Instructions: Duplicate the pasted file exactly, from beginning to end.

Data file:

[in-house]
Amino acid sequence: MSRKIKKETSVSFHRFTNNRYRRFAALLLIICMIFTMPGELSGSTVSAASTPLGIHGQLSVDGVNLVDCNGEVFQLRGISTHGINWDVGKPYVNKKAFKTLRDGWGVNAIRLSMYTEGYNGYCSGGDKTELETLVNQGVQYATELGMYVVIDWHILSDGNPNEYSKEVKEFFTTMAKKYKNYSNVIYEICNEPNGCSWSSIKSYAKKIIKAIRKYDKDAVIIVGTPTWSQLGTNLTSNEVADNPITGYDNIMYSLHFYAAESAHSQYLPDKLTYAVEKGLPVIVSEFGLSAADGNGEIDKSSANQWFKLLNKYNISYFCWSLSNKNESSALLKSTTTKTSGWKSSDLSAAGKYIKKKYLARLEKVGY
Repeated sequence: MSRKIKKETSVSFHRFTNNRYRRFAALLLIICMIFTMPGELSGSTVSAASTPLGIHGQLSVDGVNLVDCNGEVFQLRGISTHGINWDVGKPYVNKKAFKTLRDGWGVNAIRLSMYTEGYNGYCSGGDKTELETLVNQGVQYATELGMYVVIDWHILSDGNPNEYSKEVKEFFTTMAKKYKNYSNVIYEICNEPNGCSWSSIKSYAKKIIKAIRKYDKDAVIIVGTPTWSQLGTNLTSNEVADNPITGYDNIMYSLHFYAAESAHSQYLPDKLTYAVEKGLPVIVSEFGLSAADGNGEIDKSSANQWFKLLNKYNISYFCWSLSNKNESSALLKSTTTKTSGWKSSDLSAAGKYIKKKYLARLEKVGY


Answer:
[in-house]
Amino acid sequence: MSRKIKKETSVSFHRFTNNRYRRFAALLLIICMIFTMPGELSGSTVSAASTPLGIHGQLSVDGVNLVDCNGEVFQLRGISTHGINWDVGKPYVNKKAFKTLRDGWGVNAIRLSMYTEGYNGYCSGGDKTELETLVNQGVQYATELGMYVVIDWHILSDGNPNEYSKEVKEFFTTMAKKYKNYSNVIYEICNEPNGCSWSSIKSYAKKIIKAIRKYDKDAVIIVGTPTWSQLGTNLTSNEVADNPITGYDNIMYSLHFYAAESAHSQYLPDKLTYAVEKGLPVIVSEFGLSAADGNGEIDKSSANQWFKLLNKYNISYFCWSLSNKNESSALLKSTTTKTSGWKSSDLSAAGKYIKKKYLARLEKVGY
Repeated sequence: MSRKIKKETSVSFHRFTNNRYRRFAALLLIICMIFTMPGELSGSTVSAASTPLGIHGQLSVDGVNLVDCNGEVFQLRGISTHGINWDVGKPYVNKKAFKTLRDGWGVNAIRLSMYTEGYNGYCSGGDKTELETLVNQGVQYATELGMYVVIDWHILSDGNPNEYSKEVKEFFTTMAKKYKNYSNVIYEICNEPNGCSWSSIKSYAKKIIKAIRKYDKDAVIIVGTPTWSQLGTNLTSNEVADNPITGYDNIMYSLHFYAAESAHSQYLPDKLTYAVEKGLPVIVSEFGLSAADGNGEIDKSSANQWFKLLNKYNISYFCWSLSNKNESSALLKSTTTKTSGWKSSDLSAAGKYIKKKYLARLEKVGY